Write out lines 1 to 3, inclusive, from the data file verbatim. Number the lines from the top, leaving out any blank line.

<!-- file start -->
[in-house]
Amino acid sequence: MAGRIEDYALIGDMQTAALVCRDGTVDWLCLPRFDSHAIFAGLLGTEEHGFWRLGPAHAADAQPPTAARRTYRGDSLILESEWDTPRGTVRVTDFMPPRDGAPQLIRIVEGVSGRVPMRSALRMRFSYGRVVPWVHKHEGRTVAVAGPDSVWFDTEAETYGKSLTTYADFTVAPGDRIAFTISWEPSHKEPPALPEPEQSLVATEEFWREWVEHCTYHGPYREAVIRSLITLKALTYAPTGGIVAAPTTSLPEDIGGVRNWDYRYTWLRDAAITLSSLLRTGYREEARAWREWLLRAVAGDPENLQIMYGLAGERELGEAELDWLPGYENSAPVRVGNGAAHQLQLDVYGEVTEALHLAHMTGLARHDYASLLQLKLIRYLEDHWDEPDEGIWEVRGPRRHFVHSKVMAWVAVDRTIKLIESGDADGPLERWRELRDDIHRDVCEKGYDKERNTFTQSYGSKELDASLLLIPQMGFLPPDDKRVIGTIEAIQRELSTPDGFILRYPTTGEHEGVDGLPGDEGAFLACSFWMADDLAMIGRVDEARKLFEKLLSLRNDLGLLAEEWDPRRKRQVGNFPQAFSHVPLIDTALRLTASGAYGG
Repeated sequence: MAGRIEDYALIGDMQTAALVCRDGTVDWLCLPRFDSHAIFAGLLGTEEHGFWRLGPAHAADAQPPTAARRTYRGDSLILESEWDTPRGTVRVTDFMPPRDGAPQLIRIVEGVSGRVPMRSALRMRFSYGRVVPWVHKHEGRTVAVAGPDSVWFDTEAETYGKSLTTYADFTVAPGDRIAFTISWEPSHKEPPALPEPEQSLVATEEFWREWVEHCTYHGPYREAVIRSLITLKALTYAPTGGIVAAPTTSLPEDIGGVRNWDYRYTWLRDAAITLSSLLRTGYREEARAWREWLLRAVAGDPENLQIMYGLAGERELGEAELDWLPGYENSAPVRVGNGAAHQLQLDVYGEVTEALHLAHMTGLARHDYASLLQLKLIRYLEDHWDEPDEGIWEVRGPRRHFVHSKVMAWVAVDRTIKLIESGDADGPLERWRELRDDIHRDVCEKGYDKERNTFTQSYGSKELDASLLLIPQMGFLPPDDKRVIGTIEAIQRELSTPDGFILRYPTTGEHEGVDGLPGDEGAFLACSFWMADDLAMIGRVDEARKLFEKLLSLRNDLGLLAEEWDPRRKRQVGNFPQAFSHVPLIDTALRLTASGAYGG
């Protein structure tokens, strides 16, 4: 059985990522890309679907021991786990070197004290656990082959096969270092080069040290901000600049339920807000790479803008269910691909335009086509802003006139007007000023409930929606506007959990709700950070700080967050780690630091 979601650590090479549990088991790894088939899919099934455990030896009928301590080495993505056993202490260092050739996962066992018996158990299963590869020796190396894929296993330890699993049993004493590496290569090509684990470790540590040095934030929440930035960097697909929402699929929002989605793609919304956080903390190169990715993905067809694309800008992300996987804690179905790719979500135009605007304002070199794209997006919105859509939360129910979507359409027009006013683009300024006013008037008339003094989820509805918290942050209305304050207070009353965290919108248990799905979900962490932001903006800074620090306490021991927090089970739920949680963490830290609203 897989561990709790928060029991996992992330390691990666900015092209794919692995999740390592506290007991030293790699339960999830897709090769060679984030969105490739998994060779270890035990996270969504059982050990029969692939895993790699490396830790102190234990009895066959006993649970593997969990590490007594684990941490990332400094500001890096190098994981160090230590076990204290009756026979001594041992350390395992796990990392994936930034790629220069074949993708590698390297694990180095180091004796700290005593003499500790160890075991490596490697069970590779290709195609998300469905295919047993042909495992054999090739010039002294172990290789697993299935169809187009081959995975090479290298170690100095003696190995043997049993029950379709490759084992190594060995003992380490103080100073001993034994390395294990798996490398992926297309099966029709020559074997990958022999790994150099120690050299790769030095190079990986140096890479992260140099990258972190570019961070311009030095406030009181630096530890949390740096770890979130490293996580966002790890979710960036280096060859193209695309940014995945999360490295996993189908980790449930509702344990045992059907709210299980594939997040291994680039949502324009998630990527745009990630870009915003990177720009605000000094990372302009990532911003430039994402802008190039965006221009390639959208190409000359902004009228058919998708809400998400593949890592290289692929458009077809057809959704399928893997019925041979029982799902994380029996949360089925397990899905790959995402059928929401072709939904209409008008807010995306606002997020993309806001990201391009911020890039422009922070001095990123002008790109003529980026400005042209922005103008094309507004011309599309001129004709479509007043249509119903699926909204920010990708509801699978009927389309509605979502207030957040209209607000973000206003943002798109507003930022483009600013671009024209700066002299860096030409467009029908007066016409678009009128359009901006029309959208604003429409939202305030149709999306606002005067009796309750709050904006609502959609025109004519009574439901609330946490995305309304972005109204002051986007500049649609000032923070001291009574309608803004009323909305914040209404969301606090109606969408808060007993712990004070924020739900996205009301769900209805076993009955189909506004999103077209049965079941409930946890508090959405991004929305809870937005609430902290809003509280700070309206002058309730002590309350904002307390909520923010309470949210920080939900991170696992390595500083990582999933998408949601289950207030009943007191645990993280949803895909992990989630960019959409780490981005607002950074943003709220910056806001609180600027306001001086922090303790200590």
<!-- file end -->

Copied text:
[in-house]
Amino acid sequence: MAGRIEDYALIGDMQTAALVCRDGTVDWLCLPRFDSHAIFAGLLGTEEHGFWRLGPAHAADAQPPTAARRTYRGDSLILESEWDTPRGTVRVTDFMPPRDGAPQLIRIVEGVSGRVPMRSALRMRFSYGRVVPWVHKHEGRTVAVAGPDSVWFDTEAETYGKSLTTYADFTVAPGDRIAFTISWEPSHKEPPALPEPEQSLVATEEFWREWVEHCTYHGPYREAVIRSLITLKALTYAPTGGIVAAPTTSLPEDIGGVRNWDYRYTWLRDAAITLSSLLRTGYREEARAWREWLLRAVAGDPENLQIMYGLAGERELGEAELDWLPGYENSAPVRVGNGAAHQLQLDVYGEVTEALHLAHMTGLARHDYASLLQLKLIRYLEDHWDEPDEGIWEVRGPRRHFVHSKVMAWVAVDRTIKLIESGDADGPLERWRELRDDIHRDVCEKGYDKERNTFTQSYGSKELDASLLLIPQMGFLPPDDKRVIGTIEAIQRELSTPDGFILRYPTTGEHEGVDGLPGDEGAFLACSFWMADDLAMIGRVDEARKLFEKLLSLRNDLGLLAEEWDPRRKRQVGNFPQAFSHVPLIDTALRLTASGAYGG
Repeated sequence: MAGRIEDYALIGDMQTAALVCRDGTVDWLCLPRFDSHAIFAGLLGTEEHGFWRLGPAHAADAQPPTAARRTYRGDSLILESEWDTPRGTVRVTDFMPPRDGAPQLIRIVEGVSGRVPMRSALRMRFSYGRVVPWVHKHEGRTVAVAGPDSVWFDTEAETYGKSLTTYADFTVAPGDRIAFTISWEPSHKEPPALPEPEQSLVATEEFWREWVEHCTYHGPYREAVIRSLITLKALTYAPTGGIVAAPTTSLPEDIGGVRNWDYRYTWLRDAAITLSSLLRTGYREEARAWREWLLRAVAGDPENLQIMYGLAGERELGEAELDWLPGYENSAPVRVGNGAAHQLQLDVYGEVTEALHLAHMTGLARHDYASLLQLKLIRYLEDHWDEPDEGIWEVRGPRRHFVHSKVMAWVAVDRTIKLIESGDADGPLERWRELRDDIHRDVCEKGYDKERNTFTQSYGSKELDASLLLIPQMGFLPPDDKRVIGTIEAIQRELSTPDGFILRYPTTGEHEGVDGLPGDEGAFLACSFWMADDLAMIGRVDEARKLFEKLLSLRNDLGLLAEEWDPRRKRQVGNFPQAFSHVPLIDTALRLTASGAYGG